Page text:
Scientists Announced Breakthrough in Ebola Drug

In a little reported story, scientists have made a breakthrough in the fight against Ebola — the often fatal “bleeding disease.” Thomas Geisbert of Boston University and a team of researchers have developed an experimental drug that appears to protect monkeys from the most lethal strain of Ebola.

With death rates up to 90 percent, Ebola has long been viewed as a prime candidate for a pandemic disease with the ability to wipe out a significant percentage of mankind. The only “positive” aspect of the disease from a pandemic perspective is that it killed people so quickly, the rapid lethality reduced its spread. However, the feel has long been that Ebola could go airborne and pass from human to human. It currently only passes through exposure to contaminated blood (even slight exposure). One case of apparent mutation of Ebola led to an airborne transfer among monkeys in Reston, Virginia in 1989.

Ebola hemorrhagic fever (EHF) is named after the Ebola River Valley in the Democratic Republic of the Congo and was first recorded as a disease in 1976.

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6 thoughts on “Scientists Announced Breakthrough in Ebola Drug”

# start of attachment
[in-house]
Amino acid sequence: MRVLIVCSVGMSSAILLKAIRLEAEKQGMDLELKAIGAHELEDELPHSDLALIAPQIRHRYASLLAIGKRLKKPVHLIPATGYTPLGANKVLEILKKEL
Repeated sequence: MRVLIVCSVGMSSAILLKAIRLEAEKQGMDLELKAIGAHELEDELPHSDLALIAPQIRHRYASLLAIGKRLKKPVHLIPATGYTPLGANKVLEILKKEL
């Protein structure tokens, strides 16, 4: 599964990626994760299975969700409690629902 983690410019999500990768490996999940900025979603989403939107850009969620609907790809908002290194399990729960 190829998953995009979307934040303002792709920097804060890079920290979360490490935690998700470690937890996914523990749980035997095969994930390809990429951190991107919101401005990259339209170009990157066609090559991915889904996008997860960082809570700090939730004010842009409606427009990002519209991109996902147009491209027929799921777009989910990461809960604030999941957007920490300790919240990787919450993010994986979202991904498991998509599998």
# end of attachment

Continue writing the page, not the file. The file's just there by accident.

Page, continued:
1. It should be said that this is a bat virus. It infects monkeys and humans on the side, but with a 90% lethality rate they die much too quickly to be practical hosts for the virus.

  2. I’ve read that ebola is causing real damage to the gorilla population – conservationists are very concerned.

    As BIL says, a truly horrible way to go, so I hope that a human vaccine can be produced soon.

  3. Funny, this would have been front page news in the 90s. I guess Ebola is no longer the boogyman it was when we had Outbreak et al freaking people out.

  4. I wonder if this was another CIA covert operation gone wrong?

  5. This is great news for monkeys.

    I’d always heard that one of Ebola’s “saving graces” was its rapid spread meant that it burned through infected populaces so quickly that once spotted it was epidemiologically speaking fairly easy to contain an outbreak. Which is good. Hemorrhagic fever would be right near the top of the list of bad ways to go.

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